Interview by Bilgehan Ucak: The Future of the Relationship between Turkey and NATO with Sinan Ulgen

Interview by Bilgehan Ucak: The Future of the Relationship between Turkey and NATO with Sinan Ulgen
Update: 08 July 2022 23:07
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Turkey, Sweden and Finland came to an agreement to initiate their accession to NATO. Ulgen, a senior diplomat and Istanbul based EDAM’s Director, commented on NATO Summit for +GercekNews

Turkey, Sweden and Finland came to an agreement to initiate their accession to NATO. Sinan Ulgen, a senior diplomat and Istanbul based think-tank EDAM’s Director, commented on NATO Summit for +GercekNews. “Turkey is a very important member of NATO since 1952 and a part of Europe since 1923, after the foundation of the modern Republic,” said Ulgen and underlined the importance of signing Memorandum of Understanding (MOU).

What exactly happened on Tuesday?

"On Tuesday, Turkey, Sweden and Finland came to an agreement for those countries to initiate their procedure for accession to NATO. 'Memorandum of Understanding' was signed between Turkey, Sweden and Finland. It essentially lists the different commitments that these countries decided to undertake in response to Turkey’s demands. There are several categories of such commitments, and the MOU has been received very positively in Turkey. It was branded as a victory for the Turkish government. As a former diplomat I don’t like this type of terminology to identify what’s ultimately diplomatic negotiations. In this case, Sweden and Finland are not losers. They also went home and said it was a fine outcome for them. But overall, this is certainly very important for NATO because it will allow for NATO Summit to proceed to be considered as a success given that it will allow to welcome new countries."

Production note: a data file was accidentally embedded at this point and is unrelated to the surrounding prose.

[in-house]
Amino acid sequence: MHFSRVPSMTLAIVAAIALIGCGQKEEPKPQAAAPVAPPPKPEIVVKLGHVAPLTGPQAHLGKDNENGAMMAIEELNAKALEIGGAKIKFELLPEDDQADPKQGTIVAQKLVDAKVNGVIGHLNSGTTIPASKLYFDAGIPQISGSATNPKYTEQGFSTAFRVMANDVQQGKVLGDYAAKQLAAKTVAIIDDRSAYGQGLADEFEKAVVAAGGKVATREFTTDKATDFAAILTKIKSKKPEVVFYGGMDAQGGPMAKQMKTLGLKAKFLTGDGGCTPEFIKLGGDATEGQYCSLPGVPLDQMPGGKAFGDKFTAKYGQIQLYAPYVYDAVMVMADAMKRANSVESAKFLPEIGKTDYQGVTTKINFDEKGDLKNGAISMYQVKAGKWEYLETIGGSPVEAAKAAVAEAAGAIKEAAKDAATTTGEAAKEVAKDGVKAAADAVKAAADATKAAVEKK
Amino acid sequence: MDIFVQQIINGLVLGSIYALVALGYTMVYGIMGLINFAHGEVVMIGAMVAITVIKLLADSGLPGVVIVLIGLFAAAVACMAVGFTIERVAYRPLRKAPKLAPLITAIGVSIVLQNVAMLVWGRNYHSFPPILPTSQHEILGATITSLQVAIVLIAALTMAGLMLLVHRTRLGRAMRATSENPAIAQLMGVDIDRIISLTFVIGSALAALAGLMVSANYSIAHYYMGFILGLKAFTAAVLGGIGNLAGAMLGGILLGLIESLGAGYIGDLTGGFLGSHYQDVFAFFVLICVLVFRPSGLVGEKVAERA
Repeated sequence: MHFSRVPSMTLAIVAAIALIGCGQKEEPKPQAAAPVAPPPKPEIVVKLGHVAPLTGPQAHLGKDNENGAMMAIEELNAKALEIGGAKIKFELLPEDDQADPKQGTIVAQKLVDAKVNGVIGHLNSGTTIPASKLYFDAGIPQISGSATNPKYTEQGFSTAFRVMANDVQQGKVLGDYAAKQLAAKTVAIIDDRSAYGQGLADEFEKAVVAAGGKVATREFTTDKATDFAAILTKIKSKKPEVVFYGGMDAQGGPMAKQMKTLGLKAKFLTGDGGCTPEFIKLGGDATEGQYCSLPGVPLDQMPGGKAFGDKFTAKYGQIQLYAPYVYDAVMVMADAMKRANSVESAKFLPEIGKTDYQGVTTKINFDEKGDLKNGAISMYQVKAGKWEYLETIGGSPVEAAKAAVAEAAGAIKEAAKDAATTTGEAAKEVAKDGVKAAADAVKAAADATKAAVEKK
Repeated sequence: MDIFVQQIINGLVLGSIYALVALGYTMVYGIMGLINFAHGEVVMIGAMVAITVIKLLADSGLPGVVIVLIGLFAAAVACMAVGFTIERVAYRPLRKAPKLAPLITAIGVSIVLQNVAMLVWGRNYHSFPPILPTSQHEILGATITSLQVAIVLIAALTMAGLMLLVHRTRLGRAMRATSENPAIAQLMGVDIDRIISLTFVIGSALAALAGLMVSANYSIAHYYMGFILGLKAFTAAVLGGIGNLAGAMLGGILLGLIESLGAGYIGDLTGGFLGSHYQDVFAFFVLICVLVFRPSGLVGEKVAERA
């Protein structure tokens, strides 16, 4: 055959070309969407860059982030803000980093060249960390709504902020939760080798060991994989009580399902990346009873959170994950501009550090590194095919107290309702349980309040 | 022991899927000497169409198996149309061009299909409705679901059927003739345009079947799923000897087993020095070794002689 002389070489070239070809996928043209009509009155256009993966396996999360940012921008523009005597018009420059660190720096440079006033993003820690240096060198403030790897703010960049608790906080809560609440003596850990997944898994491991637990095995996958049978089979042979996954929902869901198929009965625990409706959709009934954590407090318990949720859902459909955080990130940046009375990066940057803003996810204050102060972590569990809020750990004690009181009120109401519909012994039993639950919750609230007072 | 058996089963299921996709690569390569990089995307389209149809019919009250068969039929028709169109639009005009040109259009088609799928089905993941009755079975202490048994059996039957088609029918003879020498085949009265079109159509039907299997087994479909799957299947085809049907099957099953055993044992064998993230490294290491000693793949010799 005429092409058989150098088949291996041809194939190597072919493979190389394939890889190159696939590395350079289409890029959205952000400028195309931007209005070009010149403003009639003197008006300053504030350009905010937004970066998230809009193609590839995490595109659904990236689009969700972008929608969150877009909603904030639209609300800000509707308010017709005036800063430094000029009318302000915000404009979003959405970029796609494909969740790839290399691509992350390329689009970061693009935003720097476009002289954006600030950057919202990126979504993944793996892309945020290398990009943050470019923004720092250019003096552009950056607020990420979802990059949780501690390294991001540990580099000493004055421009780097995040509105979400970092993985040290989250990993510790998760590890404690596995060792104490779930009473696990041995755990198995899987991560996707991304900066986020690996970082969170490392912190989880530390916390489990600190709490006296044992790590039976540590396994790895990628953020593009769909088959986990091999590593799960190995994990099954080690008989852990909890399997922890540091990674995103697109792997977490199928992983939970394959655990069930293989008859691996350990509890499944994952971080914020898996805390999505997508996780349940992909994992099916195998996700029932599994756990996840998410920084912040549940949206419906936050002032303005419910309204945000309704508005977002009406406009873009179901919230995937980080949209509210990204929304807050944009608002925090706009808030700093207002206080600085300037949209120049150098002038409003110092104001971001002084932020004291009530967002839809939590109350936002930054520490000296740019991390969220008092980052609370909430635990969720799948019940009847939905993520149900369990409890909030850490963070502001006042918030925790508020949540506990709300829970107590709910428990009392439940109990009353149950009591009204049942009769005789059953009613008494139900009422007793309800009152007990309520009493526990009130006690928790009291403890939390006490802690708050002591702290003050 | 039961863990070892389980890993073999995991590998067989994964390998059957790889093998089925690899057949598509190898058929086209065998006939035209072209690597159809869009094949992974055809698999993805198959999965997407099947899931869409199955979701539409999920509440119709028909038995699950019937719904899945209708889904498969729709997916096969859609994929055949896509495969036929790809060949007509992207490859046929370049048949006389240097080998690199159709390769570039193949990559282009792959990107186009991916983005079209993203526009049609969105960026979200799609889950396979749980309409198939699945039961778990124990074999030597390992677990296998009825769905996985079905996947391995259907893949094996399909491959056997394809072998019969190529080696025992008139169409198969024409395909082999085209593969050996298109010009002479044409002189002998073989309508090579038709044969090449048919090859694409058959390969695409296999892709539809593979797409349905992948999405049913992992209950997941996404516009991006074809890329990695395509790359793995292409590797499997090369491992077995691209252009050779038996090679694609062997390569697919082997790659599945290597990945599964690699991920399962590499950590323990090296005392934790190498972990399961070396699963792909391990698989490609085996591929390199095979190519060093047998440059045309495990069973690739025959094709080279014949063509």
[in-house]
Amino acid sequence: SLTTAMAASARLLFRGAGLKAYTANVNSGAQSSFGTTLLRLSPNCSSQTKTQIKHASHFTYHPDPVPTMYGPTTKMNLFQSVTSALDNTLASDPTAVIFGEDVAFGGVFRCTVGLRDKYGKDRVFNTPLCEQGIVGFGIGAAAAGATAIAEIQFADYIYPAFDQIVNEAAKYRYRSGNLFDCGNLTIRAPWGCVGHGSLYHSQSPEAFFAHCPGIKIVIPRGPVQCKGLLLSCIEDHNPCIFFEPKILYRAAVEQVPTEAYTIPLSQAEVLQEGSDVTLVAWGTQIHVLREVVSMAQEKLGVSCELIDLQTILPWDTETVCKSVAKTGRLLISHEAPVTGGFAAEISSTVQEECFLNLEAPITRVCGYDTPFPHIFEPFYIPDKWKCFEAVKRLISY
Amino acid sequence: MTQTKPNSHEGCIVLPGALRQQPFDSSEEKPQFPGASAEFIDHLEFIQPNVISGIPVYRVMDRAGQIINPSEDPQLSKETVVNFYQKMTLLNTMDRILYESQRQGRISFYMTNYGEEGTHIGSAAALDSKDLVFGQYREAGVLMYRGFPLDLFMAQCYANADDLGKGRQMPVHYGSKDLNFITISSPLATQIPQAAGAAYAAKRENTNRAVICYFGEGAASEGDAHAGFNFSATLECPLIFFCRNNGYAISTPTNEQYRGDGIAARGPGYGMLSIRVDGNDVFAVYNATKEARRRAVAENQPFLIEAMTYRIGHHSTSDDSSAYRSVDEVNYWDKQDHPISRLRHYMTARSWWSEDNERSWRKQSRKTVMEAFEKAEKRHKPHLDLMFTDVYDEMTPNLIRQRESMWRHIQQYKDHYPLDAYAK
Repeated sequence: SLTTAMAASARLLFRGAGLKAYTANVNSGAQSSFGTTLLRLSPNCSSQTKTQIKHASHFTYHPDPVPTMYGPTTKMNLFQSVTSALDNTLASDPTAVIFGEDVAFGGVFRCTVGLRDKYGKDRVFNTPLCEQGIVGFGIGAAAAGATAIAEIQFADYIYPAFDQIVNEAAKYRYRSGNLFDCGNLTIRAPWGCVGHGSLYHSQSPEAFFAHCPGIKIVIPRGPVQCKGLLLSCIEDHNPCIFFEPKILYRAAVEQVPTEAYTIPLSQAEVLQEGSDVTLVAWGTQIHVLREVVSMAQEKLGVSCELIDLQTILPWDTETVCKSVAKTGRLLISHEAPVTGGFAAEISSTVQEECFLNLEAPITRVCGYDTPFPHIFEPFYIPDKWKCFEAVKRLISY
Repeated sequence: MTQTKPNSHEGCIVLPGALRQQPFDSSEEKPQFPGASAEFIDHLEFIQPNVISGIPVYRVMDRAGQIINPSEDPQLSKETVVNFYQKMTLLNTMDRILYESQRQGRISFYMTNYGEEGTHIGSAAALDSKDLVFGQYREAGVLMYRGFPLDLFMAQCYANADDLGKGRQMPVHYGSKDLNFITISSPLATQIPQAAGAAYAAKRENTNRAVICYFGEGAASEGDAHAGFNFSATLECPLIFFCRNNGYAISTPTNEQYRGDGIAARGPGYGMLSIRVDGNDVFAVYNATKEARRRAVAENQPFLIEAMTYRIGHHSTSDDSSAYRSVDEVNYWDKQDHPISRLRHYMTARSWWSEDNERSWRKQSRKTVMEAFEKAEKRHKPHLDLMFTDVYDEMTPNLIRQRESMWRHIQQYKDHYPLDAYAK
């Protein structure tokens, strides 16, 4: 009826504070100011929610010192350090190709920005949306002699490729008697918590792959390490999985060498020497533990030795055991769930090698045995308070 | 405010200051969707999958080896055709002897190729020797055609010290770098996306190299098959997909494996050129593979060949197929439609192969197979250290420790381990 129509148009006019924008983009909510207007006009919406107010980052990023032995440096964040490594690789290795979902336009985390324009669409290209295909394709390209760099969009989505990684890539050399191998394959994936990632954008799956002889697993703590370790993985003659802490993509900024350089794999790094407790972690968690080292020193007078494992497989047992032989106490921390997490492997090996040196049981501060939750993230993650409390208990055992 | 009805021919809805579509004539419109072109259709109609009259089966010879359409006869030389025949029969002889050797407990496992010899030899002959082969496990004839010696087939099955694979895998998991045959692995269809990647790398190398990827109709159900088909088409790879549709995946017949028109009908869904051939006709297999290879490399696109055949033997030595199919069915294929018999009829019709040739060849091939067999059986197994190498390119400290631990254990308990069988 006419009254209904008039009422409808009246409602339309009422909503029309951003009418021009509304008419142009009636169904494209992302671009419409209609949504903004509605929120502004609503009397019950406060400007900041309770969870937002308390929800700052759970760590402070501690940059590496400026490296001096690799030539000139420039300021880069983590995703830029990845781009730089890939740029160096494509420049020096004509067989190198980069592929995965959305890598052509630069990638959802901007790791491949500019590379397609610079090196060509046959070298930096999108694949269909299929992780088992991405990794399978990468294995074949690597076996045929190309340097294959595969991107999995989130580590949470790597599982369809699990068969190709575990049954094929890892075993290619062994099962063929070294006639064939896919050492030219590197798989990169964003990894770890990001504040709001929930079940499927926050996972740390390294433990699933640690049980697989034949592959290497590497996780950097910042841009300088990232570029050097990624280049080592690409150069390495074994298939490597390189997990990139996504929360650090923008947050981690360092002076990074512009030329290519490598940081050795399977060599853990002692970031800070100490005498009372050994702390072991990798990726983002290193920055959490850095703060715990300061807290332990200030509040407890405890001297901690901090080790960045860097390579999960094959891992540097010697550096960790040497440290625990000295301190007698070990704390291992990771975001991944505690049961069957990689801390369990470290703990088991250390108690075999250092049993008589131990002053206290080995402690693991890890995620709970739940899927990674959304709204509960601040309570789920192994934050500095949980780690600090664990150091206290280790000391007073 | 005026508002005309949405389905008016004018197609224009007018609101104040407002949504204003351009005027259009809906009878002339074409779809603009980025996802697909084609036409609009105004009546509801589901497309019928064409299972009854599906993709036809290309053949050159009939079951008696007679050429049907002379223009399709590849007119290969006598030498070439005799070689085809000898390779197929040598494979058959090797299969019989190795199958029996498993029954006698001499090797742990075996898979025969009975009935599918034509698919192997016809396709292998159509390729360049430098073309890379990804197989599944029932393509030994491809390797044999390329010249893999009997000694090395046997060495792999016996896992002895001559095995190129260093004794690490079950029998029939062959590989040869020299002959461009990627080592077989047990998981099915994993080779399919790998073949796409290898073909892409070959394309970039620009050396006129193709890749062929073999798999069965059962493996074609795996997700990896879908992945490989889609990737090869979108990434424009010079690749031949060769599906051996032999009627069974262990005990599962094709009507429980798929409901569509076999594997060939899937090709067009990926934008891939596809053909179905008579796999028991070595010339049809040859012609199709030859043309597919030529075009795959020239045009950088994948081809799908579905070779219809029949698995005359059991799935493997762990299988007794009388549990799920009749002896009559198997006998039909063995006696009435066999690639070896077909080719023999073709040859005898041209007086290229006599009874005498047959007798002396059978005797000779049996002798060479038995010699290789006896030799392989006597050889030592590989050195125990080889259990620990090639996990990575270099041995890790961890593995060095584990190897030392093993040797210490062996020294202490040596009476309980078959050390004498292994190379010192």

What did Turkey gain?

"Turkey received a response from Sweden and Finland on arrange of demands. If we have to go through them, Stockholm and Helsinki decided to lift the arms embargo which were imposed after 2019. They have committed to fight more effectively to curtail the operations of -what Turkey considers to be terrorists- which is also in the EU lists, PKK and related entities. But Turkey wanted some reference to the Syrian based YPG/PYD and Fethullah organization.

This is also reflected in the memorandum of understanding. There is also a commitment by Nordic governments to in hands the mechanism and turn it to a more effective way for treat demands they received from Turkey’s extradition request. Governments have not confirmed that this extradition demand will be met with a favorable outcome. This is something that governments can do. Bu the principle of separation of powers, this is the scope of the judiciary. The three governments also decided for a permanent mechanism that would oversee and monitor the implementation of these commitments. Because it is permanent it will continue to be effective after the accession of these countries to NATO. This was a successful agreement for all the sights involved and it demonstrated of power of democracy."